Where “Teddy” becomes “Gordo”

Every angler vows to hone their skills in Winter so they won’t miss a beat come Spring, but practicing at the pond is less exciting than imagined, and as cold as Winter can be, only those with a yen for multiple species find the conviction to brave icy water.

I know, only because I have to convince myself to fish in the murk water in the best of times, and when conditions are less than odiferous optimal, even chores look attractive by comparison.

With midday temperatures a bit higher than freezing, I spent more time looking than casting, but as daunting as my task appeared I know I have considerable more of this …


… than clean water.

These many hundreds of miles of despoiled opaque water hold plenty of fish, but requires we face the Demons of the Sport, something no self respecting fly fisherman will do when there are lawns to mow – or less troubled spots to fish.

We all know fly fishing has three horrible weaknesses; we can’t sink stuff fast enough, we can’t attract stuff that can’t see the bug, and we have plenty of fellows that insist anyone attempting the other two is a spin fisherman and should be shunned.

Being comfortable with the “Bull in A China Shop” role, I think the “Teddy Gordon” role is about played out, and most of the frontiers left in our sport involve one of the three above.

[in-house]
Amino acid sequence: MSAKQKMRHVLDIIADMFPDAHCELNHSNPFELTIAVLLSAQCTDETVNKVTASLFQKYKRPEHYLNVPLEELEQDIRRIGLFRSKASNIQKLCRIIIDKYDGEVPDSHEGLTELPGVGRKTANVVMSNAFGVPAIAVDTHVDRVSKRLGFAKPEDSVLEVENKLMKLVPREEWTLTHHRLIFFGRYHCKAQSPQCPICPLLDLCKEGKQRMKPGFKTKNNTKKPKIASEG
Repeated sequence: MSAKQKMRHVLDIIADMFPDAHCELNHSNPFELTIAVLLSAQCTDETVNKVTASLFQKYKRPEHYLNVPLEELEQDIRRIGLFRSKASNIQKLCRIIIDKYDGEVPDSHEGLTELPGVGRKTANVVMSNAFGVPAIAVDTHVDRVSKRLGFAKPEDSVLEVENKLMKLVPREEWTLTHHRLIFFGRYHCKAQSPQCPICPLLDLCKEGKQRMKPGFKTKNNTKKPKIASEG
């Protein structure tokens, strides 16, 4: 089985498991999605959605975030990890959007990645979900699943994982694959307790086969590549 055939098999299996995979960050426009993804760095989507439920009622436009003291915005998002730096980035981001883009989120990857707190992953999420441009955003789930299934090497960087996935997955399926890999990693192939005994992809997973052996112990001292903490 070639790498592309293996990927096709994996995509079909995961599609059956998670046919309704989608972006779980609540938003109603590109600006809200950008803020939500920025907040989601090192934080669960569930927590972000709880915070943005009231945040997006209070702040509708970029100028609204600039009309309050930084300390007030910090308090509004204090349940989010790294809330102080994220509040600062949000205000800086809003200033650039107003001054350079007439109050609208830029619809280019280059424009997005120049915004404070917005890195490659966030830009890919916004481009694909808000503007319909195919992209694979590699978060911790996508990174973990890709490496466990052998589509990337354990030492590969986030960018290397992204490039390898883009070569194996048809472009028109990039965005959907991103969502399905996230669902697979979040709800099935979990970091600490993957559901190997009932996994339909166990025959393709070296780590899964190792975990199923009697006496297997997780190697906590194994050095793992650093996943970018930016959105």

Fortunately all them tea-guzzling Orvis types bought into the bead-head phenomenon, so we were able to slip brass and tungsten by them without ruining their sport too much, even if they are as dangerous to us as they are to the fish when hurled with a six-weight …

… and while our flies sink a bit better than the fuse wire variant, our offerings neither stink nor rattle, so they don’t enjoy much murk water success.

I’ve got spinner blades and rattles and have broken faith with the rest of the crowd with my absorbent cotton chenille, “super sinking stink flies,” destined to mine the fetid ooze with as much gusto as an AuSable Wulff dances through the riffle water …

“What I done this Winter” is likely to be murk water heresy, so it may be time to avert your eyes.

2 thoughts on “Where “Teddy” becomes “Gordo””

  1. Hi, KB, I’m baaack…

    I, too, refuse to be a dry fly or trout snob. I don’t care if it’s bass (large or small mouth), bluegill or crappie, or even carp. Now that I have lots of access to fresh water, I just wants ta fish!

    Go out and play!

Comments are closed.